Sexual Wellness: Your Questions Answered
Everyone has questions about their sexual health, but they may not have the willingness to bring those questions up to their doctor. To celebrate Sexual Health Month, we are answering frequently asked questions about your sexual health. Not only will this further your sexual health education, but also provide answers you might not have known you need. Some sexual health questions seem too embarrassing to ask, so we are here to ask and answer them for you.
Does a man go through menopause?
Yes! That’s right ladies, menopause isn’t just a female matter. Subtle changes in the testes may occur as early as 45-50 years old, and more dramatically after 70. Male menopausal symptoms are linked to declining testosterone levels and general aging. Unlike women, there is no distinct male menopausal period, so doctors simply refer to this as androgen (testosterone) deficiency in the aging male (ADAM). Symptoms of male menopause include erectile disfunction, a decrease in sex drive, depression, fatigue, insomnia, and an increase in body fat.
There are many ways to help with male menopause symptoms, like regular exercising, eating a balanced diet, or taking supplements. Incorporating these lifestyle changes together is a sure way to fight off menopausal symptoms and improve overall quality of life. For example, supplements can boost free testosterone and enhance sexual response, while easing the uncomfortable and discouraging symptoms of male menopause.
How often should a woman get a pelvic exam and Pap test?
A Pap test is recommended for women aged 21 and older. Pap tests detect cancerous and abnormal cervical cells and could prevent the possibility of cervical cancer. The American College of Obstetrics and Gynecology recommends routine screening for women ages 21 to 65 every three years. More frequent Pap tests may be needed if you receive an abnormal test result or if you are at high risk of cervical cancer.
Is vaginal discharge normal?
Yes! There is no need to be ashamed of discharge. It is a completely normal part of a woman’s sexual health. A woman normally produces a vaginal discharge that is described as clear or slightly cloudy, non-irritating, and odor-free. During the normal menstrual cycle, the amount and consistency of discharge can vary. A change in the vagina’s balance of normal bacteria can cause abnormal discharge and can affect the smell, color, and texture. A few examples of what can cause an imbalance include birth control pills, antibiotics, STIs, and yeast infections.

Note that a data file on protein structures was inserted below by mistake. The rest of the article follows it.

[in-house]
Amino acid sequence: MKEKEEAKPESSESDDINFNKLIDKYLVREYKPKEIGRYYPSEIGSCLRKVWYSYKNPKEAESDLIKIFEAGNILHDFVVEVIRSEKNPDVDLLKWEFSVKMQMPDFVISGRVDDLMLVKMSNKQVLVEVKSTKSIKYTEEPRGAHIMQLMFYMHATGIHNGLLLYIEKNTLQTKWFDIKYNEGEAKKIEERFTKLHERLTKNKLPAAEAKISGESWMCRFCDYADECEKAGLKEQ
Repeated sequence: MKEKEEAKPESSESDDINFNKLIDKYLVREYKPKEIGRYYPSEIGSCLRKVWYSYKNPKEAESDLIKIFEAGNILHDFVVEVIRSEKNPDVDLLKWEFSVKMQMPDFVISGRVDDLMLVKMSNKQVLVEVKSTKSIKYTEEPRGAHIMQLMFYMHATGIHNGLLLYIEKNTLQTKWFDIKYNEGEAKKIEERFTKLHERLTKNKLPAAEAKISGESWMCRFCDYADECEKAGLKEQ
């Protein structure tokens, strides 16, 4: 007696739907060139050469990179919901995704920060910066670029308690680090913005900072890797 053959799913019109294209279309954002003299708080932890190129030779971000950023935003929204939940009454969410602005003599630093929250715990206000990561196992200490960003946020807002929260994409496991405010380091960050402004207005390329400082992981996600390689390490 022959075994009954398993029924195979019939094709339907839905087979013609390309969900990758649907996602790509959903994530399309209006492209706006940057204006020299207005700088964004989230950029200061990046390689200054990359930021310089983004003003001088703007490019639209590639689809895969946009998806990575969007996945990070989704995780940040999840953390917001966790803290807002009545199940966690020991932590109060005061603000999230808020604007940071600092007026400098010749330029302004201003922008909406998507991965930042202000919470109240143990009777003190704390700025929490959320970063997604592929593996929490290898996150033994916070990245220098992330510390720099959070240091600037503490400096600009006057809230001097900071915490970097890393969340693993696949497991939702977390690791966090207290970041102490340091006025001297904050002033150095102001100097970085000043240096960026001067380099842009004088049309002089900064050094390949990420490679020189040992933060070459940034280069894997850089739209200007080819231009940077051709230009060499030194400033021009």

Is hormone replacement therapy for menopause bad for women?
In general, hormone treatment is believed to maintain bones after menopause, in addition to relieving menopausal symptoms. Hormone treatment is used to boost hormone levels like estrogen and progesterone and relieve menopausal symptoms. Like all treatments, there may be some harmful side effects, including an increased risk of endometrial (uterine) cancer and breast cancer.
Can a woman get pregnant while breastfeeding?
Yes! Though breastfeeding may suppress or delay menstruation, you can still get pregnant. Breastfeeding used as a birth control method is not advisable since there are many factors that can influence the effectiveness of breastfeeding. If your menstrual periods have not yet returned, your baby is under the age of six months, and the baby gets nothing but breastmilk day and night, then breastfeeding can be almost 98% effective as birth control, but that 2% still exists. If you’re not ready to have Irish twins, follow your doctor’s recommendation on the appropriate birth control method to use.
Can a hysterectomy cause sexual problems for a woman?
Sadly, yes. Some women may experience changes in sexual function after a hysterectomy (surgical removal of the uterus). These changes may include a loss of desire, decreased vaginal lubrication, and decreased genital sensation. Surgery may also damage nerves and blood vessels considered critical to a woman’s sexual health. Hysterectomy’s cause the vagina to shorten so it is advised to use a slim vibrator to help stretch the tissue and make sex more pleasurable. Orgasms shouldn’t have to stop after a hysterectomy, especially if you incorporate a water-based lubricant.
Your questions about sexual health should not be an area of embarrassment or shame. They are an important part of your sexual health education! If you want to learn more about sexual health, make sure to follow us on Instagram and Facebook for sexual health educational content!